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January 4, 2019

France: Vichy

Filed under: Architecture, Europe, France, Photography, Travel, Travel, Writing — Tags: , , , , , , — anotherheader @ 9:08 pm

Taps from the Chomel source inside Vichy’s Hall des Sources

The name “Vichy” is recognizable for both good and bad reasons.

Historically Vichy France has been known for its water and spas. Organized exploitation of the hot springs in this area started with the arrival of the Romans in 52 BC. Over the centuries Vichy continued as a popular spa destination and a belief developed that its waters have curative powers. The popularity of Vichy’s springs surged in the middle of the 19th Century during the Second Empire. During this era France’s Emperor Napoleon III took the cure in Vichy on five occasions.

By 1900 Vichy welcomed 40,000 curistes each year, a number that increased to 100,000 in the years just prior to the advent of World War I. The Belle Époque, the years between the end of the Franco-Prussian War in 1871 and the outbreak of the First World War in 1914, was a high point for Vichy.

Vichy’s Parc des Sources, the town’s oldest park dates to the mid-18th Century. The park is lined with chestnut and plane trees and encircled by 700m of wrought-iron-canopied colonnade, which was added in the 19th century.

Visitors fill their cups at the Celestins tap inside Vichy’s Hall des Sources.

Taking the waters in Vichy is less popular these days. The commune’s aging Belle Époque structures and facades, though still appealing, have seen better days. Gone are the horse drawn carriages and the parasol-clutching women. The streets are now full of cars and fast walking pedestrians. Modern inhabitants are mostly oblivious to the promises of relaxation issued by the town’s spas.

Despite the decline, Vichy’s waters today reach more people now than they did during the Belle Époque. Water collected from Vichy’s Célestins spring is sold in bottles in supermarkets across France. Curistes no longer need to travel to Vichy for Célestins water: They can buy it in their local supermarchés.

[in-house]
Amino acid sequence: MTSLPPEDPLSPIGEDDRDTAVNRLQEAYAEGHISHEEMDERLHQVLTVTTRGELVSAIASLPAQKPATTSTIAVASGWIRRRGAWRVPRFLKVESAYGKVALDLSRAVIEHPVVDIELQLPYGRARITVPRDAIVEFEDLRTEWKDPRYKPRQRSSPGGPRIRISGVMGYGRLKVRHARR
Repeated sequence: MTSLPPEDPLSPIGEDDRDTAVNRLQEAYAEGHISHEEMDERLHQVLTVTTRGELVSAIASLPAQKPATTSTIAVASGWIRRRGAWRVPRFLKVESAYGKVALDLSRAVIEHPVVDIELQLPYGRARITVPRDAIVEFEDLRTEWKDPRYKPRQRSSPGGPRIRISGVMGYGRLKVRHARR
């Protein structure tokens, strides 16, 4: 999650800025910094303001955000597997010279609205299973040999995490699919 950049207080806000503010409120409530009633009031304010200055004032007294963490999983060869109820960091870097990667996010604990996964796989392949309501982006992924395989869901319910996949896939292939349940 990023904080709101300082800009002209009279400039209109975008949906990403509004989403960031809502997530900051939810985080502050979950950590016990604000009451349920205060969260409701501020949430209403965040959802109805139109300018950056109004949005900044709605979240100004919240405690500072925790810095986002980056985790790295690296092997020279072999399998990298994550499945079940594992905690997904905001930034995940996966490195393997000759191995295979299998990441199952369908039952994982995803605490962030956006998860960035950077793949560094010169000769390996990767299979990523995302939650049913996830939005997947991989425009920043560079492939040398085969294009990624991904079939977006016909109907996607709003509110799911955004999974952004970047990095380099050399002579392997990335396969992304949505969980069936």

Though you pay to buy Vichy’s water throughout much of France, it can be had for free in Vichy. Several buildings in Vichy hold taps where visitors can drink the water or fill bottles to take home. With that not all of Vichy’s nine sources are openly accessible to the general public: Some require a doctor’s prescription.

Source des Célestins

Source des Célestins:  Visitors fill bottles.

Situated in the center of Vichy’s spa district is the Hall des Sources, a shrine of sorts to the commune’s famous water. Built in 1903 this metal-framed structure with a glass-covered atrium houses taps that dispense water from six springs, including Célestins, Lucas, Hôpital, Chomel and Grande Grille. Blue and green-tiled islands inside the hall have spigots labeled with the names of the sources of the water being dispensed.

Of the several mineral spring options at the Hall des Sources the most popular with the visitors when we visited is the water from the Celestins source. Indeed, we rarely saw anyone taking water from any other tap. Celestins’ water is said to be the least mineralized, possibly making it most appealing as drinking water. It is also mildly naturally carbonated. Celestins is the source of the supermarket water perhaps for good reason.

Vichy’s water brand has survived negative connotations associated with the commune’s name. During World War II Vichy was infamous as the seat of French power, a time in which the French government was effectively held hostage by Nazi Germany.

Vichy Thermalia, our spa hotel, has seen finer days.

Palais des Congrès de Vichy

When Germany occupied northern France in the summer of 1940 the French government fled south and established Vichy as its base. Vichy France had nominal sovereignty over the German-occupied French territory in the north. Though it had closer to full sovereignty over the unoccupied areas of southern France, the zone libre or “free zone”, it was always subject to the whims of its German masters. Particularly towards the end of the war, Vichy France can at best be charitably described as closely supervised puppet state or less generously as a full-fledged and willing Nazi collaborator. The time of the Vichy Government has tainted the brand of the otherwise pleasant town.

Vichy has another claim to fame, though it perhaps shouldn’t. Vichyssoise, a thick soup traditionally served cold and made of boiled and puréed leeks, onions, potatoes, cream, and chicken stock, takes its name from the town. The dish is attributed to Frenchman Louis Diat. Diat invented (or reinvented, some say) the soup in 1917, in New York City. Diat was born in Vichy where hot potato and leek soup is a traditional dish. Though he may not have invented Vichyssoise, Diat could well have invented its American name. The soup’s popularity, it seems, has not suffered from negative associations with Vichy’s uncomfortable role in World War II.

Taps for the Chomel source inside the Hall des Sources

Source des Célestins


We stopped in Vichy France in May of 2018 on the way from Saint Jean de Losne to Saint-Émilion France. There was no great plan to stop in Vichy. It was just a recognizable place name along our route.

Inside the 18th Century church, l’Église Saint-Blaise de Vichy



  1. Typo on your date for the German occupation of France.

    Comment by ianmccauley2014 — January 5, 2019 @ 10:55 am

    • Thanks.

      Comment by anotherheader — January 5, 2019 @ 4:49 pm

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